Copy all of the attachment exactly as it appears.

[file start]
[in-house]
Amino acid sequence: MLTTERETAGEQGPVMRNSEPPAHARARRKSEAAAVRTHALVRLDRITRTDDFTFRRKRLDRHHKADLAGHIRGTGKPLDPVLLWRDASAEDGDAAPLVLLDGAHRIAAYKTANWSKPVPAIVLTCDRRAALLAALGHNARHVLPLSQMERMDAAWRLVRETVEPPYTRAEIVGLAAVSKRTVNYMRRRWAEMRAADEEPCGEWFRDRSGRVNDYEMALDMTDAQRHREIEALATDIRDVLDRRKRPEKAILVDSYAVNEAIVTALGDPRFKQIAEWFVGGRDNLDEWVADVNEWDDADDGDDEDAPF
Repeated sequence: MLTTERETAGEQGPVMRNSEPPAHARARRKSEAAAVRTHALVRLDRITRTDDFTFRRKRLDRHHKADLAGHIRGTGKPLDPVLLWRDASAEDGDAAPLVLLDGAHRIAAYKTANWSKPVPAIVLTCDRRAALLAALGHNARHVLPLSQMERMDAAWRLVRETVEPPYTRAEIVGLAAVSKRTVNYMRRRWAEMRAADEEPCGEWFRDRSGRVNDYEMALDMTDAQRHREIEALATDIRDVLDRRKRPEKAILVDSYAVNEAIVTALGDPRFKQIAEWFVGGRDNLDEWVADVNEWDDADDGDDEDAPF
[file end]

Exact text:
[in-house]
Amino acid sequence: MLTTERETAGEQGPVMRNSEPPAHARARRKSEAAAVRTHALVRLDRITRTDDFTFRRKRLDRHHKADLAGHIRGTGKPLDPVLLWRDASAEDGDAAPLVLLDGAHRIAAYKTANWSKPVPAIVLTCDRRAALLAALGHNARHVLPLSQMERMDAAWRLVRETVEPPYTRAEIVGLAAVSKRTVNYMRRRWAEMRAADEEPCGEWFRDRSGRVNDYEMALDMTDAQRHREIEALATDIRDVLDRRKRPEKAILVDSYAVNEAIVTALGDPRFKQIAEWFVGGRDNLDEWVADVNEWDDADDGDDEDAPF
Repeated sequence: MLTTERETAGEQGPVMRNSEPPAHARARRKSEAAAVRTHALVRLDRITRTDDFTFRRKRLDRHHKADLAGHIRGTGKPLDPVLLWRDASAEDGDAAPLVLLDGAHRIAAYKTANWSKPVPAIVLTCDRRAALLAALGHNARHVLPLSQMERMDAAWRLVRETVEPPYTRAEIVGLAAVSKRTVNYMRRRWAEMRAADEEPCGEWFRDRSGRVNDYEMALDMTDAQRHREIEALATDIRDVLDRRKRPEKAILVDSYAVNEAIVTALGDPRFKQIAEWFVGGRDNLDEWVADVNEWDDADDGDDEDAPF